Colorful, but in a more subtle way

Mexico is generally associated with deep, often bright colors and designs, but not all of its cultures favor such.

One notable exception are the textiles of the Amuzgos, an indigenous people whose territory straddles the border between the states of Guerrero and Oaxaca. It is near the coastline and used to extend to it, until a migration of escaped African slaves displaced them into the higher mountain areas.

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Rebozo in coyuche cotton at the Feria de Rebozo in Tenancingo, State of Mexico

The largest Amuzgo population by far is in the municipality of Xochislahuaca, but it is not a city by any means. The main road leading to it varied between dirt and crumbling pavement, taking over an hour by car from the regional economic center of Ometepec. Interestingly enough, the town receives enough visitors to warrant one small hotel.

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Good Friday procession in Xochislahuaca.

The attraction here are the Amuzgos themselves, their traditional lifestyle and their textiles. Almost all speak Amuzgo and a number of older women do not speak Spanish. The Amuzgos call themeselves Tzjon Non, which means “people of the textiles.” Just about all the women here are involved in spinning, weaving, etc., as well as a number of men.

Amuzgo textiles are based on cotton, a fiber known since the pre Hispanic period. Two kinds are used. The more traditional is called “coyuche,” which is native to the area and produces a tan or light brown fiber. The other is commercial white cotton. The backgrounds of Amuzgo textiles are one of these two, with colored fibers woven and sometimes embroidered in to form traditional designs.

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Woman in a cheyno teaching basic backstrap techniques at a Guerrero music festival in Mexico City
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Brocade tablecloth woven on a backstrap loom at the Museo de Culturas Populares in Mexico City

The weaving is done on backstrap looms, principally because the area’s remoteness keep the Spanish and the pedal loom for the most part, out. Amuzgo textile designs are based on small elements, sometimes crowded together, sometimes spaced farther apart. While still colorful, this focus on small detailed designs gives Amuzgo huipils (locally called the “cheyno”), rebozos, etc. a subtlety that are in contrast to the traditional clothing of many other peoples in southern Mexico.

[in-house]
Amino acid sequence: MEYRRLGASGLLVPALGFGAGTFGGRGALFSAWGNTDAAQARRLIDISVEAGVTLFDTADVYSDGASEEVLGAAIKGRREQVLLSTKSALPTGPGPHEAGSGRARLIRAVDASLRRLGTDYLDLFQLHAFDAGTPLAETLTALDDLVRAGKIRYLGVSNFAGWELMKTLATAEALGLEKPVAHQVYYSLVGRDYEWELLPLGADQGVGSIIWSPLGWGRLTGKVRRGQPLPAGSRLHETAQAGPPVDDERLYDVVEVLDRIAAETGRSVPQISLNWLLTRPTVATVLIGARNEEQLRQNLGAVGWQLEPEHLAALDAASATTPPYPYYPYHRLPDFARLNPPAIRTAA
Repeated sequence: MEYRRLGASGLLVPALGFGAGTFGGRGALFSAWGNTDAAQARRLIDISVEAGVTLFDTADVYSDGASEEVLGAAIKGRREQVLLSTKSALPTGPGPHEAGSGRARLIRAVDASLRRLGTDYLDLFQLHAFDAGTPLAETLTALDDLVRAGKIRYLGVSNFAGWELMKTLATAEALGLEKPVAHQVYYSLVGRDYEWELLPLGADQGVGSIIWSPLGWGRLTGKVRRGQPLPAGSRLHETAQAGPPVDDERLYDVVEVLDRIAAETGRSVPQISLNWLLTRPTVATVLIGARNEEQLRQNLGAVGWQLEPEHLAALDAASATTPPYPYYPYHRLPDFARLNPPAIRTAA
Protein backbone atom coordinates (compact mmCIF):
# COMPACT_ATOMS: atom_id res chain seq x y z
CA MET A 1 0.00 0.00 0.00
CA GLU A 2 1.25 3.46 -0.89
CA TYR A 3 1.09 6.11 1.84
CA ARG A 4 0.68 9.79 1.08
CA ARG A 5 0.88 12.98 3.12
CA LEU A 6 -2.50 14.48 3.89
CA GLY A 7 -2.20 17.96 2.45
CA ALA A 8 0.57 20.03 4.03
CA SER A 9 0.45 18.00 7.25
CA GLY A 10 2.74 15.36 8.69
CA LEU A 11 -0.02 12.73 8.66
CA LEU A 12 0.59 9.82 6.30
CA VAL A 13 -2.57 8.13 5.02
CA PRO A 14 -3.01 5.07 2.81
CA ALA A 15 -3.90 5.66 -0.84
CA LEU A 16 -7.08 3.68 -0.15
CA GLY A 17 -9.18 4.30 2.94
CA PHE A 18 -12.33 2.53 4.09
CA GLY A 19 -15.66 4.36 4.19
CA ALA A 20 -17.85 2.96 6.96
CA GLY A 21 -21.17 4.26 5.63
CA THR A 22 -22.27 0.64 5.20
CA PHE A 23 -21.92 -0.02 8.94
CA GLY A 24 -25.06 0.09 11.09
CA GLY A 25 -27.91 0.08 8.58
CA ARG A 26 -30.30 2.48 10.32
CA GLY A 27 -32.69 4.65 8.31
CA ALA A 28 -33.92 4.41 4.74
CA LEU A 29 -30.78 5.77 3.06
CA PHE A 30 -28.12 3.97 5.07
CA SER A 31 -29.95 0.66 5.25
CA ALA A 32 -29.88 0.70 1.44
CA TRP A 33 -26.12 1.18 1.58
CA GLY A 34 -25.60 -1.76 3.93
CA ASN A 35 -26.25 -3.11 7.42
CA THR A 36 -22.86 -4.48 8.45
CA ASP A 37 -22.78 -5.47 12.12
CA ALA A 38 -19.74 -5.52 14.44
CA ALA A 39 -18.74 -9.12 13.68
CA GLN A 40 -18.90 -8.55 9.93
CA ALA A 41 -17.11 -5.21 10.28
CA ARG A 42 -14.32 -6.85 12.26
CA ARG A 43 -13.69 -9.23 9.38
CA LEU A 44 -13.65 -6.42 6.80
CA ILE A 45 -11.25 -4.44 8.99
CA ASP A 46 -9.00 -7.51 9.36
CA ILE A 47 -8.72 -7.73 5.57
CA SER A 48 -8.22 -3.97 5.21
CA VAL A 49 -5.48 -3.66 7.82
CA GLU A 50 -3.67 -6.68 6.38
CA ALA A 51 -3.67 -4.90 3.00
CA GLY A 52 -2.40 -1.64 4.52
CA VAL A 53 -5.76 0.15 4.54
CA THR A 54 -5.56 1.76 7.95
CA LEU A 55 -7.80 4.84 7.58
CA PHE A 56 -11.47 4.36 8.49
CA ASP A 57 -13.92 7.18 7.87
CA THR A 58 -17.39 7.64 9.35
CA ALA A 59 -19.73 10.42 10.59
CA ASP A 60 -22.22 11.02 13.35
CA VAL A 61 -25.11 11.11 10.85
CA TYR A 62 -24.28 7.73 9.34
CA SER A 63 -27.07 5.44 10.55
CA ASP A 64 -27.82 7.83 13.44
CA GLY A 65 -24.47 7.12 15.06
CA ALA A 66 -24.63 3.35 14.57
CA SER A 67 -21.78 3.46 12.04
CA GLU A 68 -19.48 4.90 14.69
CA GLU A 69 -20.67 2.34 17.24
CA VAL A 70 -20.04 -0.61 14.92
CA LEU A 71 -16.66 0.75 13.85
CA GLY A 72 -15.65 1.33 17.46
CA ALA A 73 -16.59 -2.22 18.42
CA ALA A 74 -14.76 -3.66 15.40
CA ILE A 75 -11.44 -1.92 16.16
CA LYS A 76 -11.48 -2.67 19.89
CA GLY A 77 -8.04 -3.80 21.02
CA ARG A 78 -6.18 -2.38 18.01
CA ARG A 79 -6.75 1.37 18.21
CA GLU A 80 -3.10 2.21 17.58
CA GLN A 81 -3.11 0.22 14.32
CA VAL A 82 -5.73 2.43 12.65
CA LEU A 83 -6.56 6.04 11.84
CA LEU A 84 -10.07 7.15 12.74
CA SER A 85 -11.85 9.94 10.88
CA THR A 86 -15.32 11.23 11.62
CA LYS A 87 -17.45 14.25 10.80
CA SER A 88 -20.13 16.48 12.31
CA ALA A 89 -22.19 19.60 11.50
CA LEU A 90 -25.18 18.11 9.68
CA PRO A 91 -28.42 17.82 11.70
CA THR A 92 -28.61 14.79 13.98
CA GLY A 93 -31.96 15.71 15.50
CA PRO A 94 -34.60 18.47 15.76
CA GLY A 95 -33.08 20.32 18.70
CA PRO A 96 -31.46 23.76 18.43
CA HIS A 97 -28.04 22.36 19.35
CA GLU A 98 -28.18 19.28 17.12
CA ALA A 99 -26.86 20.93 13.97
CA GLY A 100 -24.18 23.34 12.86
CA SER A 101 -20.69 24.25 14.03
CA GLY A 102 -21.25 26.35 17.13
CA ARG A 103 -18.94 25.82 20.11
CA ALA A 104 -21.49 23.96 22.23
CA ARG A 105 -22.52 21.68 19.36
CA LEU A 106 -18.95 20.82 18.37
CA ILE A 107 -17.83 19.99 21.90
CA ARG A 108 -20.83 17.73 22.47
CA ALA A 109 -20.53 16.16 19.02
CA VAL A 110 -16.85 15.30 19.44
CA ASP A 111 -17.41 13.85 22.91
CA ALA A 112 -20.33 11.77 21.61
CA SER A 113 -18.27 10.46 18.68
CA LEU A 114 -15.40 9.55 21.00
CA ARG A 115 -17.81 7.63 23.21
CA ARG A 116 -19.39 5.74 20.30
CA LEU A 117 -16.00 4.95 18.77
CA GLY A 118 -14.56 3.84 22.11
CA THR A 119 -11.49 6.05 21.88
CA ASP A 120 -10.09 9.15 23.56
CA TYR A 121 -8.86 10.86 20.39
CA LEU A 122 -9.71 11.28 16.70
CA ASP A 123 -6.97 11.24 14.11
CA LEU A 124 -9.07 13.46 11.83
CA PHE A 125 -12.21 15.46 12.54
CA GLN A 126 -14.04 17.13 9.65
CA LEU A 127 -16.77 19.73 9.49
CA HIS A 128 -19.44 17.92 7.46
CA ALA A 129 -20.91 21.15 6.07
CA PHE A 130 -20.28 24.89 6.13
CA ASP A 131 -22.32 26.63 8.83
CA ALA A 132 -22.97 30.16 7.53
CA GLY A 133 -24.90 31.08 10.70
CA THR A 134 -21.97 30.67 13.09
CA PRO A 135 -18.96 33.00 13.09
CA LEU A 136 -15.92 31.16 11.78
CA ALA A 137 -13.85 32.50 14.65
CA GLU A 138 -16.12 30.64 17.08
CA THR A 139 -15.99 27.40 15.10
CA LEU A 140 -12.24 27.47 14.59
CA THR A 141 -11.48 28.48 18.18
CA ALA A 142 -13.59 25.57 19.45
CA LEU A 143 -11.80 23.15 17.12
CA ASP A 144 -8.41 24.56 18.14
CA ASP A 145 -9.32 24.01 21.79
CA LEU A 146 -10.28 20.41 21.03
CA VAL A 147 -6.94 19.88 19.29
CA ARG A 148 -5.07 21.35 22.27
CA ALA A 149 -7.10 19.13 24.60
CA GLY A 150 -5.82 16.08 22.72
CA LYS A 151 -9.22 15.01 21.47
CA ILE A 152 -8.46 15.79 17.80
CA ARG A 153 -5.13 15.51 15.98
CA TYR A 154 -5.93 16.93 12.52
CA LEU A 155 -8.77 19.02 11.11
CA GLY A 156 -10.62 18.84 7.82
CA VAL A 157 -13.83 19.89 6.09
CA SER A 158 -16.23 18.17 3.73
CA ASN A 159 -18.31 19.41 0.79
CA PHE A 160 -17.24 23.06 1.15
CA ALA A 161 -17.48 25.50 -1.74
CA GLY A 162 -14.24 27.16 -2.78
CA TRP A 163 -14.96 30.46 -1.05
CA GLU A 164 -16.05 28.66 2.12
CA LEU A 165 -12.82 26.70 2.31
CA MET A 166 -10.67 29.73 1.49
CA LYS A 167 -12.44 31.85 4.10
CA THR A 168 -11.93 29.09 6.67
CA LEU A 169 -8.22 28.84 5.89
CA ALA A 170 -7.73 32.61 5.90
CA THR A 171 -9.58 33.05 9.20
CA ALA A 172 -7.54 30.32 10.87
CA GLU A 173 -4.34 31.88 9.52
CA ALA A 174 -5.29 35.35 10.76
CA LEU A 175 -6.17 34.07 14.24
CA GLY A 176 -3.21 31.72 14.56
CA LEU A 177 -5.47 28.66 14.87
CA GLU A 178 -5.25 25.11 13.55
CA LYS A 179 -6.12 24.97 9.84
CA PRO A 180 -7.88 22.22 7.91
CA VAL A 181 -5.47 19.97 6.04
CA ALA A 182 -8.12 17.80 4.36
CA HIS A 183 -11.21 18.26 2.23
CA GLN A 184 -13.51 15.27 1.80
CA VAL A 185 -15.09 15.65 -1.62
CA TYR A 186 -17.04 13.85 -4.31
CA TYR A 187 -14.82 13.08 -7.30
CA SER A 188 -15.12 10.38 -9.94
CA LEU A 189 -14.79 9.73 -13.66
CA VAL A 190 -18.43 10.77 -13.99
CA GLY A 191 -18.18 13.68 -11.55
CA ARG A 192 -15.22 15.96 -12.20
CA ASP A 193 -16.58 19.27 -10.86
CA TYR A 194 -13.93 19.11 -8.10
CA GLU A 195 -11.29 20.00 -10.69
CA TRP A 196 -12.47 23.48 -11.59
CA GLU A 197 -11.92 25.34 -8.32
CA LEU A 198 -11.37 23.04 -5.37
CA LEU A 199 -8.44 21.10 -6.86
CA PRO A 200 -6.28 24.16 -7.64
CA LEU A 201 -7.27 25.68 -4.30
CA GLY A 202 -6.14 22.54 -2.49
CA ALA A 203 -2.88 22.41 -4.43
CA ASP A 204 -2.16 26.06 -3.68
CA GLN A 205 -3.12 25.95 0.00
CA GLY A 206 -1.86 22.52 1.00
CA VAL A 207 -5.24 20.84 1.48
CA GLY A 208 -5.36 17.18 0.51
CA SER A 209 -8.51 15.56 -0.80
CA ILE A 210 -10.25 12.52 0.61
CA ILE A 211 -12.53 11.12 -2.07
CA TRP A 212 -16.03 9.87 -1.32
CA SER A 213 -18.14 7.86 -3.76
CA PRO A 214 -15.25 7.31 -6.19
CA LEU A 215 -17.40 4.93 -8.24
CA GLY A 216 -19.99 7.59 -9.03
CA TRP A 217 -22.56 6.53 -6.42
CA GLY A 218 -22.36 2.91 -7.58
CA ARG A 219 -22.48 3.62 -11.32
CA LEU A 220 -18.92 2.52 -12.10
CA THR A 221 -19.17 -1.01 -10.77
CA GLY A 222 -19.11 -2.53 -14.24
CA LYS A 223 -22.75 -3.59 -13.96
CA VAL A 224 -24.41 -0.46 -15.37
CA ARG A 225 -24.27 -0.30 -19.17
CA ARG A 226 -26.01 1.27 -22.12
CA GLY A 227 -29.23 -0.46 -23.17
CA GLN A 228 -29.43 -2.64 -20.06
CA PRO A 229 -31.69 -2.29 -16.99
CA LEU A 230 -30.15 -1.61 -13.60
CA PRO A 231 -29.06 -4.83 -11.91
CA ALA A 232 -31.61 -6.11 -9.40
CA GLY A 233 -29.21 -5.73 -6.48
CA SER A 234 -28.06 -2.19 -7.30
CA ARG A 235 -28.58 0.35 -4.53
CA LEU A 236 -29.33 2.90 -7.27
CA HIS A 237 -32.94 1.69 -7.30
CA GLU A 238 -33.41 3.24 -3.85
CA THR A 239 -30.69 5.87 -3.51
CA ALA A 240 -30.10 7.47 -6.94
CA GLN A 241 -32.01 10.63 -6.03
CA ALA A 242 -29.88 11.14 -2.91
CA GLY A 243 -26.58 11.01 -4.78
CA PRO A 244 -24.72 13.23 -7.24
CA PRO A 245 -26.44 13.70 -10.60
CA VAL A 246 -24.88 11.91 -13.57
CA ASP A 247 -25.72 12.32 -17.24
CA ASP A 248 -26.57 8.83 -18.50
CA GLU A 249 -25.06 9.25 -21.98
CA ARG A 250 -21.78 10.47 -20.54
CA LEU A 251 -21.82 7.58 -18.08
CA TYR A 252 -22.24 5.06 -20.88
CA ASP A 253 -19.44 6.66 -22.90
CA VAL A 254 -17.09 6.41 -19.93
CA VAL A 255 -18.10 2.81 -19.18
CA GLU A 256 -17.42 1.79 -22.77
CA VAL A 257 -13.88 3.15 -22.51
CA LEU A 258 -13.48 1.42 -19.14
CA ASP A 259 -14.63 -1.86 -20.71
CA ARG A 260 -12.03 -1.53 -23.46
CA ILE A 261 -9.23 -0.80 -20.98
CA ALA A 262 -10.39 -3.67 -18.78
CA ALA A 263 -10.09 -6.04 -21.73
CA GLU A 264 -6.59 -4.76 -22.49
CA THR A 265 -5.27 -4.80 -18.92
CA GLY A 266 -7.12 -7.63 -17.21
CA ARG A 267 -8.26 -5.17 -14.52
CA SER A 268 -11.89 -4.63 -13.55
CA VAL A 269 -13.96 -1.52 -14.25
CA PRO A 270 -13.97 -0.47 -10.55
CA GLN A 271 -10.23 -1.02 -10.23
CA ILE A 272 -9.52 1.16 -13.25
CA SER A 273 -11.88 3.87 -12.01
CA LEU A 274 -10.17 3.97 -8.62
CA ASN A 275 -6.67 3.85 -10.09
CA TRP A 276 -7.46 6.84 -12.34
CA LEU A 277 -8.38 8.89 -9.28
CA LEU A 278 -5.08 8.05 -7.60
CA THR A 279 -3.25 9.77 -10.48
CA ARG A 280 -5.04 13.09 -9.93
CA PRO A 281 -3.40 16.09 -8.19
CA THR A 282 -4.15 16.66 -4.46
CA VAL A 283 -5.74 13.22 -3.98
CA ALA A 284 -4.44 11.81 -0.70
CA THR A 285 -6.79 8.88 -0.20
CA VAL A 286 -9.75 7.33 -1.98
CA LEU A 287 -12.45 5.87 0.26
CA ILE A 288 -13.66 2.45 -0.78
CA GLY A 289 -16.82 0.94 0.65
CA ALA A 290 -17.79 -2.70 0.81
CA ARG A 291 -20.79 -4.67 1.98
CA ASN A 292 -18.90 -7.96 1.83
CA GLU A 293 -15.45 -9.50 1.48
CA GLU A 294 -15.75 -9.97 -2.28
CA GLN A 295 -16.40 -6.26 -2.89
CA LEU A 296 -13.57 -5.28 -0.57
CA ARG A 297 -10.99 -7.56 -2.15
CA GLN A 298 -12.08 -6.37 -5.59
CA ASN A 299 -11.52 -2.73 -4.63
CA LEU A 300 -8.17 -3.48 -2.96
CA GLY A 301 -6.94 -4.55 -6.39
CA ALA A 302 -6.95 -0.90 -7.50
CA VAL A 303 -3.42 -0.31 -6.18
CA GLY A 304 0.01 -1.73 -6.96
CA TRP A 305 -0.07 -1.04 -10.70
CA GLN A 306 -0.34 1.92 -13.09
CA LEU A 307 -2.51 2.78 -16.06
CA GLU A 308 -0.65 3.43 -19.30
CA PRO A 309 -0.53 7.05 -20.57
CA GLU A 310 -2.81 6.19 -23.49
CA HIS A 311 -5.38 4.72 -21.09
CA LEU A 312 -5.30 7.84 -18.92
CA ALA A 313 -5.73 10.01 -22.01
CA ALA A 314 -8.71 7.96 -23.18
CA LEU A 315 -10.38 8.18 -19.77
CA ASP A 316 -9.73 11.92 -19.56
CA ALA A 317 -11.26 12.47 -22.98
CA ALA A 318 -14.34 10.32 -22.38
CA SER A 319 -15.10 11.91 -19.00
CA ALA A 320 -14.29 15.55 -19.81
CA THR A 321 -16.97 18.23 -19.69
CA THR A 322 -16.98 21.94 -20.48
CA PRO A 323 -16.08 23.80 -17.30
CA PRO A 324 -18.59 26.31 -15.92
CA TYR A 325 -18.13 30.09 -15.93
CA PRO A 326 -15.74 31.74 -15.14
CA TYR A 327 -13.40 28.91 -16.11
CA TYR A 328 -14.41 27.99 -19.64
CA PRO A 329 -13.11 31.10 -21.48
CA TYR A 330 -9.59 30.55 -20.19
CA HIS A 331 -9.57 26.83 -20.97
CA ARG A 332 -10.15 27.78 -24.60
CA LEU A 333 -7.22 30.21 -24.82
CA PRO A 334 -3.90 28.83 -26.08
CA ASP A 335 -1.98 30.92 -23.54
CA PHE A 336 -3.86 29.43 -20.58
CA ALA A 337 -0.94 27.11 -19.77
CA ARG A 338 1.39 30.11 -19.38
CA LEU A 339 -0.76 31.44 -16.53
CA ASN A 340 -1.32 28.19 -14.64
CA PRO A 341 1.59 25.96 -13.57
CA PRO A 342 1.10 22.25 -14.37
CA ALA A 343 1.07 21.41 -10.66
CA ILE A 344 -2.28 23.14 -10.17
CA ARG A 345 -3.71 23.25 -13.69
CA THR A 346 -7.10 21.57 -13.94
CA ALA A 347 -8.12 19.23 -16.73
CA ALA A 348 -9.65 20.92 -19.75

This does not mean that Amuzgo weaving is not sophisticated. For special cheynos, decoration can nearly cover the entire garment, and various weaving techniques can be used including brocade, gauze and a special gauze called “concha de armadillos” which forms a diamond pattern over the entirety of the cloth.

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Jacket and skirt with Amuzgo designs at the Museo de Culturas Populares

Amuzgo weavers face many of the same challenges that other Mexican artisans do, and most have formed cooperatives to work to sell their merchandise more directly to buyers and get better prices for their work. These include  Liaa’ Ljaa’, formed in 1996. Amuzgo women have worked with government authorities and others to create new items from their weavings, include skirts, blouses etc, as well as tablecloths, napkins and other linen items. However, Amuzgos, especially women, conserve traditional dress, even if not always made with handwoven fabric. Their efforts have paid off with Amuzgo textiles favored by many upper class Mexican women, who usually buy rebozos to wear on holidays such as Independence Day.

 

 

 

All photos by Alejandro Linares Garcia.

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